Read and research thoroughly before booking
One of the exciting things about travel is planning. Before you travel solo in Vietnam, do your preparation. Look up and read about cities, a bit about what to expect, weather, culture, people, safety, itinerary, etc. Sure, leave some elements of surprise, but get your basics done.
Before booking your accommodation, read the reviews on different sites carefully, check the location and neighbourhood around the hostels and hotels. Read the fine print, and check about the safety of the areas. It is best to look out for hostels and hotels that have a lot of great reviews everywhere. It means that the place is trustworthy, and is safe to stay and enjoy.
Similarly, read the reviews before booking any paid guided tours. Some tours are very cheap, but cheap sometimes mean bad experiences. The same goes for booking buses and transport too. Simply put, do a bit of your homework before your solo travel in Vietnam.
Get a Sim Card
One of the things that will help you while traveling alone in Vietnam is getting a local SIM card. Sure, you can manage through the WiFi, which you can get at hotels, hostels, cafes and some restaurants.
But having a constant source of the internet will help you with navigation, when you are out exploring, driving and walking on the unknown streets. The cellular packages are cheap, and it makes sense if you are spending about 2 or 3 weeks in Vietnam. You can also stay connected and seek help if things go wrong.
An alternative for navigation if you don’t want to buy a sim card is to download Maps.me app, which is an excellent app for offline maps, which you can use to navigate anywhere if you download maps.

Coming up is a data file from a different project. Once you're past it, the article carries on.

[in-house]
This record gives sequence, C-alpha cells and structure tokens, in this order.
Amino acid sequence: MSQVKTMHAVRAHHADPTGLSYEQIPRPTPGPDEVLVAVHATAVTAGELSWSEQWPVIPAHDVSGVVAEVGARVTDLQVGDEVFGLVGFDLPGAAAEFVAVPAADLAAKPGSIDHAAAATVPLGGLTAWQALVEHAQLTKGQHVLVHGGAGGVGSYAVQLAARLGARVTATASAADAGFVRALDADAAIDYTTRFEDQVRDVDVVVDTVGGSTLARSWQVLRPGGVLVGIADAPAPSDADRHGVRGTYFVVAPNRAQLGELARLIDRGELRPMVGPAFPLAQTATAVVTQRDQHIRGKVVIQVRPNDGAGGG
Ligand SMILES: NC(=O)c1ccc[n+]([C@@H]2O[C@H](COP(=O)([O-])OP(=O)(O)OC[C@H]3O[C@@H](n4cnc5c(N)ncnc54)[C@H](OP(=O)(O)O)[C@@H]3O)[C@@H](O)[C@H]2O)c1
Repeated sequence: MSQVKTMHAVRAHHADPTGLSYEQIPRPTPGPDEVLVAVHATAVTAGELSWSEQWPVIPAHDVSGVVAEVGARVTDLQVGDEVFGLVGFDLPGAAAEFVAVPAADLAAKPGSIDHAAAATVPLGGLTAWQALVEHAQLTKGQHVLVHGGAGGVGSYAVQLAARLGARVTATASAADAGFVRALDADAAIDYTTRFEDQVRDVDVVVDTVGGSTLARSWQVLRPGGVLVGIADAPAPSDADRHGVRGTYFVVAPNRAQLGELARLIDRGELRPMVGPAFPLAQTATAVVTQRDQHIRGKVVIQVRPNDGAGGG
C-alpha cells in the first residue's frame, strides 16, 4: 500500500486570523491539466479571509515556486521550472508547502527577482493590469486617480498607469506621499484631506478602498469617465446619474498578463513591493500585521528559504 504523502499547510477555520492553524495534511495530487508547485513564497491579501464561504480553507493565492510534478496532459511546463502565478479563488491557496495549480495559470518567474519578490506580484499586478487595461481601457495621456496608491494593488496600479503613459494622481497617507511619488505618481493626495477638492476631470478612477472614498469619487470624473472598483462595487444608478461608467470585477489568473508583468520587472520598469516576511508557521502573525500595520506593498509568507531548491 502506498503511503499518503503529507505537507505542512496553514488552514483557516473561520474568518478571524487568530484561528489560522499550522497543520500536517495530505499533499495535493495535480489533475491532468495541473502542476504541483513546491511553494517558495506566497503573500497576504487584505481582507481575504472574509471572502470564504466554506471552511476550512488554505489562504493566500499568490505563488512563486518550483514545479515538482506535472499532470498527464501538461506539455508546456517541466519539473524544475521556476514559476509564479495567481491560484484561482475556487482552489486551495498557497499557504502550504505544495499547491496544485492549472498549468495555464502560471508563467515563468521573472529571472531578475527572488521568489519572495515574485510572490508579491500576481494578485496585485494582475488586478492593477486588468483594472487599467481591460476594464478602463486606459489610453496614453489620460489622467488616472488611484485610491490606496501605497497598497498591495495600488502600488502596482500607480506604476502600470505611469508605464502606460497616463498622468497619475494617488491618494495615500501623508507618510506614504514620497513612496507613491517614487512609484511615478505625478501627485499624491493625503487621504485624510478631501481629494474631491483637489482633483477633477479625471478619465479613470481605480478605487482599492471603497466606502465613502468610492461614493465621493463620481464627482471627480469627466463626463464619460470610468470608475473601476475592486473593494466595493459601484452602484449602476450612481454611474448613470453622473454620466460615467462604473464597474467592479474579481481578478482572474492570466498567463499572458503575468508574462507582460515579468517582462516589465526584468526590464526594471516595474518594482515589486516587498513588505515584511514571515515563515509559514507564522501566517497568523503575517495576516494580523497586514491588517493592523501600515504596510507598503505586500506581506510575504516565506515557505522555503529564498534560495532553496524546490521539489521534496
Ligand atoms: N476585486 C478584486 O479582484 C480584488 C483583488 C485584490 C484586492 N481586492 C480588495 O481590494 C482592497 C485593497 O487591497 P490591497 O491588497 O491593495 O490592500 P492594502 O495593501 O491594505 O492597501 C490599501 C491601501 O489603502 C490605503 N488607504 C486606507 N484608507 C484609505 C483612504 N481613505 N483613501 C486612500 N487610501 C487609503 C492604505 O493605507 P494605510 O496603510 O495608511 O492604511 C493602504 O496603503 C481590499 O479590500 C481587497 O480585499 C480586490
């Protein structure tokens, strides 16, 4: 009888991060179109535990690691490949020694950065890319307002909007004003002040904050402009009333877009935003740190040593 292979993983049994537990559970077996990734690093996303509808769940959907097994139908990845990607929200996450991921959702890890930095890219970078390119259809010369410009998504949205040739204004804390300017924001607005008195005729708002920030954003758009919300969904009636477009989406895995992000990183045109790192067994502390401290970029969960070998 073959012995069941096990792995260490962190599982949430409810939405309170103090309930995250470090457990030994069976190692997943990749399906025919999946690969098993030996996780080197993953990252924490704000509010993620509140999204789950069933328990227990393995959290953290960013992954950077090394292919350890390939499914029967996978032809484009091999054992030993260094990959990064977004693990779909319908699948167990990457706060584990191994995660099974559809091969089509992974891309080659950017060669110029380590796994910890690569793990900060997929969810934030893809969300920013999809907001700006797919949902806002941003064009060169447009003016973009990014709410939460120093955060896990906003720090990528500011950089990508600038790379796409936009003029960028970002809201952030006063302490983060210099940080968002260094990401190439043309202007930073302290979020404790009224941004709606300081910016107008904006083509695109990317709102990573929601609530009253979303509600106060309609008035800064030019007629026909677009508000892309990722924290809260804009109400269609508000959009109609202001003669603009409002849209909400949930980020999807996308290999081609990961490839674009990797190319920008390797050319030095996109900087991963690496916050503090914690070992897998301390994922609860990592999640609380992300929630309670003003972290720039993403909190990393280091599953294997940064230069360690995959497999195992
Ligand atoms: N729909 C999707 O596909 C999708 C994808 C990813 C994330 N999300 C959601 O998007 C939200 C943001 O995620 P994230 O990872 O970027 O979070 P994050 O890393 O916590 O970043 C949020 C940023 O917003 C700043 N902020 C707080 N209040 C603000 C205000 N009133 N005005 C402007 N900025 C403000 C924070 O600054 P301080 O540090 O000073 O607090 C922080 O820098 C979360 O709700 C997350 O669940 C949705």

Track your expenses
One of the things to take care of is to manage and track your expenses, which you can initially find challenging while traveling solo. I do somethings as a ritual to manage money, like, I split my cash and cards( both debit and credit) and keep them in different bags. I often lose wallets, so this helps me to have a backup.
Vietnam is cheap, but it is still essential to know where your money goes. I take a brief note of my expenditures every few days, which helps me stick to my travel budget.
Sometimes when you are in a new destination, you can easily get carried away to spend – be it on some new attraction you discovered, shopping, a new activity or spontaneous spend on food and drinks or parties.
Having a budget in mind will help you use your money mindfully, especially if you are a backpacker traveling on a shoestring budget.
If you thought the phrase Be a Roman, when in… is a cliche or oversold, well, it is not. It has another name and is called blending in. Blending and being flexible has its many advantages when you are, you are doing solo travel in Vietnam or anywhere in the world.
Standing out is cool, but not so when you are alone. Observe locals and dress like them, try to mingle and communicate like them, watch and respect their culture, rules and tradition – in temples, pagodas and government monuments. Blending will earn respect and admiration from the locals, and you will be safe and also enjoy the process of blending in!